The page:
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Michael Ehlers Recipient of Prestigious Thudichum Medal
Michael Ehlers, Chief Scientific Officer of Pfizer's Neuroscience Research Unit (RU), will be awarded the prestigious Thudichum Medal by the Biochemical Society, the U.K.'s largest discipline-based professional and academic society in the biosciences. The award is given to honor eminent scientists who have made outstanding contributions to neurochemistry and related subjects.
Ehlers has been recognized for his work in understanding the role of membrane trafficking and intracellular organelles in the regulation of neurotransmitter receptors and their functions at synapses. His research has revealed fundamental mechanisms by which neurons transport receptors and other molecular cargo, which has furthered the scientific understanding of brain plasticity and disorders of memory and cognition.
Ehlers was recruited to Pfizer in 2010 in order to improve Worldwide Research & Development's (WRD) ability to identify the best targets for Neuroscience drug development in areas including Alzheimer's disease, Parkinsonýs disease, schizophrenia, Huntington's disease and autism. Pfizer's Neuroscience RU is at the forefront of translating basic research discovery into the development of innovative medicines that improve the quality of lives for patients devastated by neurological, psychiatric, and neurodevelopmental illness.
"Neuroscience is one of our key focus areas and so it is critical to both the future of Pfizer, and the millions of patients who suffer from these debilitating conditions," said Rod MacKenzie, Group Senior Vice President, Head of PharmaTherapeutics Research & Development at Pfizer. "The latter has never been more true as some of our competitors leave the field. It is fabulous to have one of Pfizerýs scientists recognized in this way by his peers."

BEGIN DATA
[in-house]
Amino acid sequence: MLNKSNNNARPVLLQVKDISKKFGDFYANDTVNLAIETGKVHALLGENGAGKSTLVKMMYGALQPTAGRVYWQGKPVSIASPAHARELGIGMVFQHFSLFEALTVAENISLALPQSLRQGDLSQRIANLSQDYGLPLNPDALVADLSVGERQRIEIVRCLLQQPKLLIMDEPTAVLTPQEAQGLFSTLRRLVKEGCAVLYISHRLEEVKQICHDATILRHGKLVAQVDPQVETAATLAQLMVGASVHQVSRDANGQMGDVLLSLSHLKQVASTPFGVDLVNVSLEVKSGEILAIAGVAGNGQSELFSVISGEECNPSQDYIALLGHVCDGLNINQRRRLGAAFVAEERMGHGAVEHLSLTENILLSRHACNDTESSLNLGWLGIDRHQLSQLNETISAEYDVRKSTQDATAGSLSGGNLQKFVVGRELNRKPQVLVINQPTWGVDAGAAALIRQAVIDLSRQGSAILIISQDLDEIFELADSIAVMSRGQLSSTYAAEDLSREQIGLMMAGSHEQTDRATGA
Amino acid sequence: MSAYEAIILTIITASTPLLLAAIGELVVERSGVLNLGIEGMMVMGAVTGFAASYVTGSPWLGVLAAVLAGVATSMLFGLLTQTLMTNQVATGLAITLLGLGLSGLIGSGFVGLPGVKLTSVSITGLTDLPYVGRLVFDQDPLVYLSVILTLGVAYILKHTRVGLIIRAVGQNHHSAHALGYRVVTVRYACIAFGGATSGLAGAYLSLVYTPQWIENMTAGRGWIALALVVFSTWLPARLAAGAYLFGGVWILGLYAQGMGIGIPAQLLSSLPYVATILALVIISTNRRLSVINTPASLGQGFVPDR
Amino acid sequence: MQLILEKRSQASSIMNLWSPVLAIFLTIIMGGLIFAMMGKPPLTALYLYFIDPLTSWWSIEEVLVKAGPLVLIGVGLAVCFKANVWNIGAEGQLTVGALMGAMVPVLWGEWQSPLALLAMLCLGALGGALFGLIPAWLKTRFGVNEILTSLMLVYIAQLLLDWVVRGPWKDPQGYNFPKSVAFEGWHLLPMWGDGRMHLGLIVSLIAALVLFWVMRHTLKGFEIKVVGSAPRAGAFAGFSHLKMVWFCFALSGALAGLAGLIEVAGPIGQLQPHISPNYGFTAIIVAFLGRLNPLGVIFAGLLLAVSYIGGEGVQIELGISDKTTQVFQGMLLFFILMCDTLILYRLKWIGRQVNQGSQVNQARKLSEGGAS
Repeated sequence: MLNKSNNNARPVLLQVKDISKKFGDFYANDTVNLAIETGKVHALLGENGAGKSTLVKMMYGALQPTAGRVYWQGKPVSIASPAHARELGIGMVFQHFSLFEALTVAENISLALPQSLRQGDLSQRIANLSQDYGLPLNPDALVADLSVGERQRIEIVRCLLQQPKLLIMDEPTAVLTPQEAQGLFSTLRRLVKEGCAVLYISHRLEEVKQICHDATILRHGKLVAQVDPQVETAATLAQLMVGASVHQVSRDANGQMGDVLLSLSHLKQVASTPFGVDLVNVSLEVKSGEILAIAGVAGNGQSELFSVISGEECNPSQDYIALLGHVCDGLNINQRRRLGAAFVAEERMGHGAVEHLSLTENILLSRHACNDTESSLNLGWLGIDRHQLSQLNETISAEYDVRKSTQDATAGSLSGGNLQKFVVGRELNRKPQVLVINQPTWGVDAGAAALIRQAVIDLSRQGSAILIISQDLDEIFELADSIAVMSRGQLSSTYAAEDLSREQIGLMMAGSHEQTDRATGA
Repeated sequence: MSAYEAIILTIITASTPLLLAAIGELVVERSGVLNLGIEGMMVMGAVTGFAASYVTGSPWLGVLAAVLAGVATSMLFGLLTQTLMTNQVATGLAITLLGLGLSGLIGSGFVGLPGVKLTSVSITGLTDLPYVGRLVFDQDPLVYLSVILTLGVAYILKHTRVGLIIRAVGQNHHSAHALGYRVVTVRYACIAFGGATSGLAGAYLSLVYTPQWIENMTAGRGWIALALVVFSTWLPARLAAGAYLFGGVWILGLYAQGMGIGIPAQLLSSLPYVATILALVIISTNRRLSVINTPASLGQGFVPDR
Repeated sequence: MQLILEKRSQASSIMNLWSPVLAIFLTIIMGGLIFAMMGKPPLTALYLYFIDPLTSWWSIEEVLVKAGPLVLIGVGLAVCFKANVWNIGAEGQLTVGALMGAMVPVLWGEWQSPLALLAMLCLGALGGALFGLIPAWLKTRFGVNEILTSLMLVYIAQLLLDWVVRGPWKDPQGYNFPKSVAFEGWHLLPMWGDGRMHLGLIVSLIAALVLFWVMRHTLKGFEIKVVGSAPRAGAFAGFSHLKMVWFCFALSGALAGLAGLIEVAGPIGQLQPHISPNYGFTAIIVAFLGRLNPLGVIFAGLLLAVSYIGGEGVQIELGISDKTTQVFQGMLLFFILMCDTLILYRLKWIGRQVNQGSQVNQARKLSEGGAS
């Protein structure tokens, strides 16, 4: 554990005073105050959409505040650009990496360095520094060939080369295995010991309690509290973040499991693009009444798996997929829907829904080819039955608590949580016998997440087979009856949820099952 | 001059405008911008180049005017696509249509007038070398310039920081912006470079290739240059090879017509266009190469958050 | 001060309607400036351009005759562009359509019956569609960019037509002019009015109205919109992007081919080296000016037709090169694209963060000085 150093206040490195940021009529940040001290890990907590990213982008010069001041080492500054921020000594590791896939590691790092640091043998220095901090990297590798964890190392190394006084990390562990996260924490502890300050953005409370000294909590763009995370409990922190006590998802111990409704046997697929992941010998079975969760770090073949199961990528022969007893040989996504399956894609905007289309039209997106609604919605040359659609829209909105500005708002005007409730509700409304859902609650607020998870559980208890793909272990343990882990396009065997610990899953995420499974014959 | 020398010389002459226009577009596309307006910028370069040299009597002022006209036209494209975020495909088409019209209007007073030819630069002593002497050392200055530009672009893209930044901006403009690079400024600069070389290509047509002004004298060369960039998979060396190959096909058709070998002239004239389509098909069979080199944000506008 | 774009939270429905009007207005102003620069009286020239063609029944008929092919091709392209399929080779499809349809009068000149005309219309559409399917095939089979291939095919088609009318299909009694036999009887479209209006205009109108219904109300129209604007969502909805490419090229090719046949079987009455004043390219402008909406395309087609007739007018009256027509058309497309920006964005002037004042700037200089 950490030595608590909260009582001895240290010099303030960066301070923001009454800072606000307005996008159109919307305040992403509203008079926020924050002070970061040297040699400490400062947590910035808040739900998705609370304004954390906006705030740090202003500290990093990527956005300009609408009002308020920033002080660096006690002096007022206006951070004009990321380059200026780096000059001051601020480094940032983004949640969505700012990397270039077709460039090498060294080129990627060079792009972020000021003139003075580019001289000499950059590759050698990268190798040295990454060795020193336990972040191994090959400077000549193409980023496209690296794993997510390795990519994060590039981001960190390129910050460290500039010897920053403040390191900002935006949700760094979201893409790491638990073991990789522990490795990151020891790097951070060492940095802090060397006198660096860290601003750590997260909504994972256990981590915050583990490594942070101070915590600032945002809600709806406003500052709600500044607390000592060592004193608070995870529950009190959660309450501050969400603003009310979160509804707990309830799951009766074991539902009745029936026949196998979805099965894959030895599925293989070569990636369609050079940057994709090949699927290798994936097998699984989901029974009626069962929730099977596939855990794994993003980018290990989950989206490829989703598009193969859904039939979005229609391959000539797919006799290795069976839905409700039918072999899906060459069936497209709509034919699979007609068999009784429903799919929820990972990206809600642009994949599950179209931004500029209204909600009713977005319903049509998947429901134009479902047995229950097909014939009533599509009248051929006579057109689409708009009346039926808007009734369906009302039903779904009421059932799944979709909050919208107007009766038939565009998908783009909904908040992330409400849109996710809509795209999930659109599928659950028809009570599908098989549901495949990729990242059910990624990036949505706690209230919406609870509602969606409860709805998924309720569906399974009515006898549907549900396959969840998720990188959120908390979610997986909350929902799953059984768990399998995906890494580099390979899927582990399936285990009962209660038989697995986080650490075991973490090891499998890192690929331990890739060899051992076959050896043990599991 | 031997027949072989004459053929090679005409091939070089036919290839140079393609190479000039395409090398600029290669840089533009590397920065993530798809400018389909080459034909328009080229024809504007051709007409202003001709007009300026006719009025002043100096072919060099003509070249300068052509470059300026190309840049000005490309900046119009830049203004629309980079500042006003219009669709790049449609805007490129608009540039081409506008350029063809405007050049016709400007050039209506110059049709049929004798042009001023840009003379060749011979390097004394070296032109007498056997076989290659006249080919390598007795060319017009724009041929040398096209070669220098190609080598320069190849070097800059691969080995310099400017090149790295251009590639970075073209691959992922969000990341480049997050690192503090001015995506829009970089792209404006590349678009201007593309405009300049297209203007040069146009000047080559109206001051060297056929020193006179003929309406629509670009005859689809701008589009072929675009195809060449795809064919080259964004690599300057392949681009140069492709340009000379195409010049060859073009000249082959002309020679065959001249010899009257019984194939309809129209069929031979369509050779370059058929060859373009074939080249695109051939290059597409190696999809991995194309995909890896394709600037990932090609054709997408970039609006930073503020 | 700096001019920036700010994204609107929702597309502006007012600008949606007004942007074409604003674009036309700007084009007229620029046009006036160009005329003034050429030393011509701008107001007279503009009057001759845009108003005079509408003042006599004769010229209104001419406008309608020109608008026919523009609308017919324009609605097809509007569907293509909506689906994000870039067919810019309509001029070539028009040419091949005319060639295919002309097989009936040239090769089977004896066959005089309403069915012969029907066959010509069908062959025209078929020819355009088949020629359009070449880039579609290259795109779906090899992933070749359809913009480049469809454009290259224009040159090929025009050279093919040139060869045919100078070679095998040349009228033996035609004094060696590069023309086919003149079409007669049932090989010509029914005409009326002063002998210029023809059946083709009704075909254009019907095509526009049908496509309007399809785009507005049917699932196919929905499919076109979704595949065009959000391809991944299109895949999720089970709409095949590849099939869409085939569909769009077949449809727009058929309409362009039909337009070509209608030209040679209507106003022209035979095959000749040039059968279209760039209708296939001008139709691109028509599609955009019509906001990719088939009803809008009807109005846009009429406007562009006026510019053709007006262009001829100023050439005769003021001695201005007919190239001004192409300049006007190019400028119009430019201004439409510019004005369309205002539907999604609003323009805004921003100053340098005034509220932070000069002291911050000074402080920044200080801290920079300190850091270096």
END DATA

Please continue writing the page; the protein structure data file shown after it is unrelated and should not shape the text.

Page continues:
Bridging Academia and Industry
Prior to joining Pfizer in 2010, Ehlers spent 12 years as the George Barth Geller Professor of Neurobiology and a Howard Hughes Medical Institute Investigator at Duke University, where he uncovered core cellular machinery for brain cell plasticity and many fundamental mechanisms for neuronal communication.
The recruitment of Ehlers from Duke University was another important step in the company's strategy to break down the barriers between industry and academia and stimulate direct interactions between the company's scientists and researchers within the academic and medical community. In support of this effort, late last year Massachusetts Institute of Technology broke ground on the Neuroscience RU's new home on its campus in Cambridge's Kendall Square. The company's physical proximity to the medical R&D community in Massachusetts is designed to encourage Pfizer drug discovery scientists in WRD to develop deeper relationships with the best contemporary biologists and scientific minds.
Ehlers becomes one of 11 recipients of the Thudichum Medal — including two Nobel Prize winners — since its inception in 1974 (see sidebar). He will be presented with the Medal at a Biochemical Society conference next year, where he will deliver a Medal Lecture that will also be published in Biochemical Society Transactions.
The Biochemical Society promotes the advancement of the molecular biosciences, representing the interests of all those working in the sector and is is the largest discipline-based learned society in the biosciences with more than 5,500 members. The Society's award program recognizes scientists for the excellence of their work in a wide variety of fields of research and development and the profound implications their work has for the research community and society at large.
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The Thudichum Medal is named after Johann Ludwig Wilhelm Thudichum (1829-1901), who is famous for his discoveries regarding the chemical composition of the brain. He identified and characterized a number of compounds in the brain including sphingomyelin, cephalin, galactose, lactic acid and sphingosine.
Previous Thudichum Medal recipients have included:
- Julius Axelrod, a Nobel Prize winner and pioneer of neurotransmitter biology and biologic amines;
- Eric Barnard, who was responsible for the discovery and cloning of GABA-A receptor subunits;
- Jean-Pierre Changeux, who pioneered studies on enzyme allostery and identified nicotinic acetylcholine receptors;
- Paul Greengard, another Nobel Prize winner whose work focused on phosphorylation and intracellular signaling in the brain; and
- J. C. Watkins, who provided the pharmacological definition of glutamate receptor subtypes.